State approves Marin’s pediatric emergency care system

The state has certified Marin County’s emergency treatment plan for children, a move the county described as a breakthrough after five years of effort.

“Thanks in large part to the hard work and dedication of our hospital partners, we have created a child care system that will not only provide better and more compassionate care, but will also be much more capable of quickly adapting to change and stress. in the system. , like in a disaster situation,” says Dr. Dustin Ballard, medical director of the Marin County Emergency Medical Services Agency.

The California Emergency Medical Services Authority notified Marin of its compliance in April. Before that, the local standard of emergency care could vary and may not always include best practices for children, such as age-appropriate equipment and child-friendly pain management and distraction techniques, the county said.

In 2020, 409 children in Marin needed ambulances, 217 of them for traumatic injuries. All but 18 were taken to hospitals in the province.

During the wars in Korea and Vietnam, doctors found that survival rates improved significantly when patients were stabilized in the field and immediately transported to an emergency medical center. This approach was incorporated into adult patient treatment in the US from 1975, and medical outcomes improved dramatically.

However, it wasn’t until 1984 that Congress authorized the use of federal funds for emergency medical care for children.

A study published in the medical journal Pediatrics in 2019 found that the risk of death was four times higher in children who arrived at the emergency room with low pediatric preparedness scores. The data covered 20,483 critically ill children in 426 hospitals.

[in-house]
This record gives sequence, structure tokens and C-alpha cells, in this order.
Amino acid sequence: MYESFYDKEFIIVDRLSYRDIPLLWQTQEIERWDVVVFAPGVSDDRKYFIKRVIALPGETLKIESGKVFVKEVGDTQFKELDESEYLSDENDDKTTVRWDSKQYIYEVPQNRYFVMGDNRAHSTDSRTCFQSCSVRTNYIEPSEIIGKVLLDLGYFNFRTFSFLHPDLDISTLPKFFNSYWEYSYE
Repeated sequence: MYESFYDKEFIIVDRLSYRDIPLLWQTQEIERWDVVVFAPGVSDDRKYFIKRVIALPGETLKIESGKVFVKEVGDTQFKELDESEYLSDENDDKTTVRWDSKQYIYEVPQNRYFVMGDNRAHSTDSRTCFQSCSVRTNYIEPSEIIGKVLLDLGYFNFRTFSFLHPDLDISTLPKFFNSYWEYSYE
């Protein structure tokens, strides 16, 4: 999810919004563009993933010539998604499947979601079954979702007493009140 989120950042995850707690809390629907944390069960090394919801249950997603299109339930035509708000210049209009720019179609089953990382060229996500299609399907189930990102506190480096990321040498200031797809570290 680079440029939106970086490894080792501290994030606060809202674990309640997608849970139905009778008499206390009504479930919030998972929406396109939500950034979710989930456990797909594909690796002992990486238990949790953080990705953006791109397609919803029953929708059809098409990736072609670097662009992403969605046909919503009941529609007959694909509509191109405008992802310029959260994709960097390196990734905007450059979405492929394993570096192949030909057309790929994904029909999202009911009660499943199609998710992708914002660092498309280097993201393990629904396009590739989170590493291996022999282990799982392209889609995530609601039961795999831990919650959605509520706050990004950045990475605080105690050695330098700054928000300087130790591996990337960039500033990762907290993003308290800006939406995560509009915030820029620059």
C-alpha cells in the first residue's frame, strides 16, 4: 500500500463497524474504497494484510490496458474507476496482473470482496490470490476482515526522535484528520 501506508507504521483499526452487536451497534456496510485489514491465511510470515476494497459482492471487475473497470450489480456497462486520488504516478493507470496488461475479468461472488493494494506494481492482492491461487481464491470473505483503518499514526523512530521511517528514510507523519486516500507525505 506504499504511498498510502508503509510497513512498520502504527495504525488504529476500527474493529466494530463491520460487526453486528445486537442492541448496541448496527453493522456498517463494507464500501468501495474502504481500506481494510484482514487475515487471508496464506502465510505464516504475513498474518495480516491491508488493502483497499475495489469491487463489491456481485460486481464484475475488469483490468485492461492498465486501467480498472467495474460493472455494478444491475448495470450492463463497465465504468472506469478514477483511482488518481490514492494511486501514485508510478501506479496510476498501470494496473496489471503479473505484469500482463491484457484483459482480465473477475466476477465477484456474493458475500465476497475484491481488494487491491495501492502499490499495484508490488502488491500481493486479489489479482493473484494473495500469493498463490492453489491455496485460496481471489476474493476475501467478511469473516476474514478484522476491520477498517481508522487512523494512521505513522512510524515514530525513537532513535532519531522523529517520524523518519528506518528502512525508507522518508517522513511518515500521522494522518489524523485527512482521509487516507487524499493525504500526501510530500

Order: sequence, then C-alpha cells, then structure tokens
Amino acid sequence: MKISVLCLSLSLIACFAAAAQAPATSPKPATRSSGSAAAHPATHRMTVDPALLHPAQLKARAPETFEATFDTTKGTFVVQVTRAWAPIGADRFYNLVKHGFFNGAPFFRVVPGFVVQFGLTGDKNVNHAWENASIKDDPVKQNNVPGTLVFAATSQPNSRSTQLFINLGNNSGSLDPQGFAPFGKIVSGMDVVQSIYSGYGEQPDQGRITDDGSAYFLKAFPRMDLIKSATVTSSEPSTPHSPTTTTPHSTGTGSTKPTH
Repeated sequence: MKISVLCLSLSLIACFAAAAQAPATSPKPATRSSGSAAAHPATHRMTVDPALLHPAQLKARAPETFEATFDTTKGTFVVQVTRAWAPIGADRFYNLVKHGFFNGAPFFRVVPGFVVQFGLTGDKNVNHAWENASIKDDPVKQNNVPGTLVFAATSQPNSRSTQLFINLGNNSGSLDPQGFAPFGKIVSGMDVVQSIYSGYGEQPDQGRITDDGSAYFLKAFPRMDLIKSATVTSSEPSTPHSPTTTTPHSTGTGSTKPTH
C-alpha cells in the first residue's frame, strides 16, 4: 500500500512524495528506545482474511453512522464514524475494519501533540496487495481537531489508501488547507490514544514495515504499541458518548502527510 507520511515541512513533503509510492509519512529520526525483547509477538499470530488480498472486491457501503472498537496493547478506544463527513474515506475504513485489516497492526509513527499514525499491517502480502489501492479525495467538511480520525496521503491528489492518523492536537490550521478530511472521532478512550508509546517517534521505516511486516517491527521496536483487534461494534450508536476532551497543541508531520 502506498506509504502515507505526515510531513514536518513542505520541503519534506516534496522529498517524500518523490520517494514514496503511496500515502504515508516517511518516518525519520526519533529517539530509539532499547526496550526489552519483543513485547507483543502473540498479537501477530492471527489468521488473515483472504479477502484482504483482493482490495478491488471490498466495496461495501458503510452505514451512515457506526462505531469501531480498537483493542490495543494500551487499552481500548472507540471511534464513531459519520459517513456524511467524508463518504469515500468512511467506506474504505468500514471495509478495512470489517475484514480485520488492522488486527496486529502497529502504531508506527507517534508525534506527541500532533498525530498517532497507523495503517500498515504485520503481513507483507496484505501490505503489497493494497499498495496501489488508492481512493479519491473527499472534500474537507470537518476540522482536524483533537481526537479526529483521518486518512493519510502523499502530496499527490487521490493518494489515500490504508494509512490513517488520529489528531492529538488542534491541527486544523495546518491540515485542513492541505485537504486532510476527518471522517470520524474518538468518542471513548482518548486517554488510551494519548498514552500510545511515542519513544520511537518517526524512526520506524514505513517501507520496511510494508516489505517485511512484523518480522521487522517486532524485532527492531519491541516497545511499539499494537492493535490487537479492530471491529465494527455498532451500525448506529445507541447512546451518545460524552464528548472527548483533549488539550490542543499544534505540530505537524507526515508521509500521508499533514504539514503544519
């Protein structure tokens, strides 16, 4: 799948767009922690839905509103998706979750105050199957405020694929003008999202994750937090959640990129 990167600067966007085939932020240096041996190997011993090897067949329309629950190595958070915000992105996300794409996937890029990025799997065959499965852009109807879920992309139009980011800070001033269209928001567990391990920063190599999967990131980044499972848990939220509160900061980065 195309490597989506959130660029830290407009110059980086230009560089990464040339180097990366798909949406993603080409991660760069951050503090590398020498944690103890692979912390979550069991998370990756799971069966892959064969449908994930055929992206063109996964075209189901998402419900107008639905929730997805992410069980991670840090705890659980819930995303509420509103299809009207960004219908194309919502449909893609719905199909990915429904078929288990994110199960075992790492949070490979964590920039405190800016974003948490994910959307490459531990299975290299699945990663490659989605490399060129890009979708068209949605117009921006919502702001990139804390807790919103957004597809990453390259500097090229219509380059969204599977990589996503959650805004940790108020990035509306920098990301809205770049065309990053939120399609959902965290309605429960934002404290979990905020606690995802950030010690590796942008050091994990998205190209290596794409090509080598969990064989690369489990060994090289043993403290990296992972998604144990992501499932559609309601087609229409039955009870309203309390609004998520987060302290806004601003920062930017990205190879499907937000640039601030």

An emergency department is considered pediatric if it has the appropriate processes, staff, and equipment to treat children and can determine when a child needs more specialized care.

“Children are not just small adults and need specific sized equipment to stabilize the airways, administer IV fluids and medications, and provide safety equipment for ambulance transportation,” said registered nurse Karrie Groves, a program coordinator at Marin County. Emergency Medical Services Agency. “Changes to our system were made specifically to address this special population and are in effect today.”

MarinHealth Medical Center and Kaiser Permanente San Rafael Medical Center are both certified pediatric shelters. MarinHealth is an advanced center; all staff and doctors there have received special training in the treatment of pediatric patients.

The MarinHealth center emphasizes pain avoidance with numbing drugs before injections and chooses alternative methods of drug delivery whenever possible. MarinHealth also employs a specialist who uses play to educate and distract nervous young patients.

“We are proud to live in a county where we work very closely with our EMS partners in providing excellent care to our children,” said Michelle Tracy, director of emergency care and trauma services at MarinHealth. “So now, from the time an ambulance picks up a child to the time the child is discharged, they get specialized pediatric care.”

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